• Mentoring multiple business owners requires Chuong to understand the needs of the business and the styles and preferences of all the owners. In this way, Chuong can assist with the personal development of each entrepreneur separately however, in a way that contributes to the business overall. Chuong must understand the decision-making approach that the entrepreneurs share and should attempt to have all owners in each mentoring meeting. A group discussion of each individual’s “Futurpreneur Canada Communications Profile” results may assist each person to better relate to the others.
  • Chuong may want to express his discomfort if asked the question again and revisit the role of the mentor and entrepreneur (perhaps by referring to the Mentoring Agreement which confirms the entrepreneur makes the business decisions). Chuong can confirm he wants to support the decision-making process but request the entrepreneurs ask questions that are focused on the issues they are concerned about rather than the open “what would you do” question.
  • During disagreements between business owners, Chuong must be cautious to not appear to be taking ‘sides’ which would jeopardize the trust he has developed. Chuong could instead focus on helping the entrepreneurs to communicate with each other through mediation. This could mean ensuring the participation in the conversation is balanced, that everyone’s opinion is heard by the others, and that the owners find a way to deal with disputes that is respectful and focuses on the needs of the business.This situation may warrant Chuong initiating a candid discussion about the future of the partnership. Asking the question, “Do you see yourself working as a team in the future?” may encourage the entrepreneurs to express the underlying concerns that are causing the adverse behaviours and articulate their expectations of each other in the future. Mentors are not simply sources of ideas but must also raise and discuss issues that are impacting the business. The entrepreneurs must then want to solve the issue and occasionally be prepared to compromise with business partners.

Mentor as a Mediator – Key Learning Points

  • Ensure a balanced approach to Business Reviews. Encourage the entrepreneurs to begin the Business Review by reflecting on the accomplishments of the business and celebrating successes first. This will provide important context before completing a scan of the environment and agreeing what the priorities of the business will be in the upcoming year. Invite the entrepreneurs to complete the Mentor Assessment process as part of the Annual Business Review to ensure that you can adapt your mentoring approach as the needs of the business and entrepreneurs change.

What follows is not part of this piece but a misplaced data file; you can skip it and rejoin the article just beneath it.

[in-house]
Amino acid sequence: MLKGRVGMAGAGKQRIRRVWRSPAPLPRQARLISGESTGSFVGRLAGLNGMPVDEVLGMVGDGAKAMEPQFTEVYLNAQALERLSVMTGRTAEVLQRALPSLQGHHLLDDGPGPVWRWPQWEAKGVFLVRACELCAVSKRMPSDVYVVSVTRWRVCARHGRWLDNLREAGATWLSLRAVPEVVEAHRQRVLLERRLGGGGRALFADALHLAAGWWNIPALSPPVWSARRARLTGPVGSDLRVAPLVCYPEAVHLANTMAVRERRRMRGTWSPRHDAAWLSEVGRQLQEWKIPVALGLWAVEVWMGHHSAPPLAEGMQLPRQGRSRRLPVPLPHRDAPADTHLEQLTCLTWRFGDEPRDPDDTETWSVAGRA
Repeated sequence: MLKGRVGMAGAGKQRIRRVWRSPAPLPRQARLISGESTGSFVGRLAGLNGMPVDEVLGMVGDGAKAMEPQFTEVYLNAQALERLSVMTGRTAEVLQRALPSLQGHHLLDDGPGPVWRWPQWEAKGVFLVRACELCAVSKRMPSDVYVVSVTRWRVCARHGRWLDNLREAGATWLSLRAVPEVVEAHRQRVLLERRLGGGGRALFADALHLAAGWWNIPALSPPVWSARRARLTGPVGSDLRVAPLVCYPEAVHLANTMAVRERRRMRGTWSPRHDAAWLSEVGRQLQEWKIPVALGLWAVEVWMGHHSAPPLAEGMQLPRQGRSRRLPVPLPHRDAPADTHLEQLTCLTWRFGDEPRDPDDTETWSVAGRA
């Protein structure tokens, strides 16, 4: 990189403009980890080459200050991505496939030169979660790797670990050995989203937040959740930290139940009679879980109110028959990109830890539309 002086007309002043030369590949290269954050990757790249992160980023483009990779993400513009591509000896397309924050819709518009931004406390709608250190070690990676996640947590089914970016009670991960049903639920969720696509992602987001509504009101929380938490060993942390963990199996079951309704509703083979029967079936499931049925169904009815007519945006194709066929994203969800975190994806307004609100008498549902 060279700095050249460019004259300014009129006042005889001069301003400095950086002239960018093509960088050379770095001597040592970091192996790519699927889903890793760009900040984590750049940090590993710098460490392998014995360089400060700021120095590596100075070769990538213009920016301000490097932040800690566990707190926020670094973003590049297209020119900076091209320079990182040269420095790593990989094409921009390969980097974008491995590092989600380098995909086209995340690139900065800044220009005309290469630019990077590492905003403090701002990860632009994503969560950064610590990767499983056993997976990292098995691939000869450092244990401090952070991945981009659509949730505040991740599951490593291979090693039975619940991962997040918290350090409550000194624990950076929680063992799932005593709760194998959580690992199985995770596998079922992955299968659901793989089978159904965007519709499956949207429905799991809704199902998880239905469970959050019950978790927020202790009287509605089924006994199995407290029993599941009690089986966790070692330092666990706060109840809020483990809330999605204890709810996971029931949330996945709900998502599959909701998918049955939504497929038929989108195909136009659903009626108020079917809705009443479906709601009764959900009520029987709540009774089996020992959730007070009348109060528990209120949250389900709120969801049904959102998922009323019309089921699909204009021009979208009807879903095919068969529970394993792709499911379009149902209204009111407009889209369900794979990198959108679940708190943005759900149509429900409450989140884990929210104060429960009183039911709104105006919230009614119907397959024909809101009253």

• Ask challenging questions. As the Business Review occurs after nearly a full year of mentoring, the mentor should feel entitled to ask ‘tough’ questions. In the example above, the mentor may want to ask the entrepreneurs if they feel the shared ownership is meeting the needs of all three entrepreneurs. This will create dialogue that may surface and resolve latent issues or encourage the entrepreneurs to better articulate what they want and expect from each other as business partners.
  • Be true to the role of a mentor.A Business Review discussion between multiple owners presents a great challenge to a mentor. Remember to focus on the role of the mentor:
    • Don’t take sides – stay neutral and calm even during conflict,
    • Ensure the entrepreneurs make business decisions,
    • Ask questions that create dialogue and encourage participation, and
    • Provide structure for discussions during conflict.
  • Provide focus on monitoring and measuring progress to the Annual Plan. At the conclusion of the Business Review, the mentor can add additional value by challenging the entrepreneurs to define how they will monitor and measure progress to the plan. This provides a platform for the mentor to coach to during the upcoming months.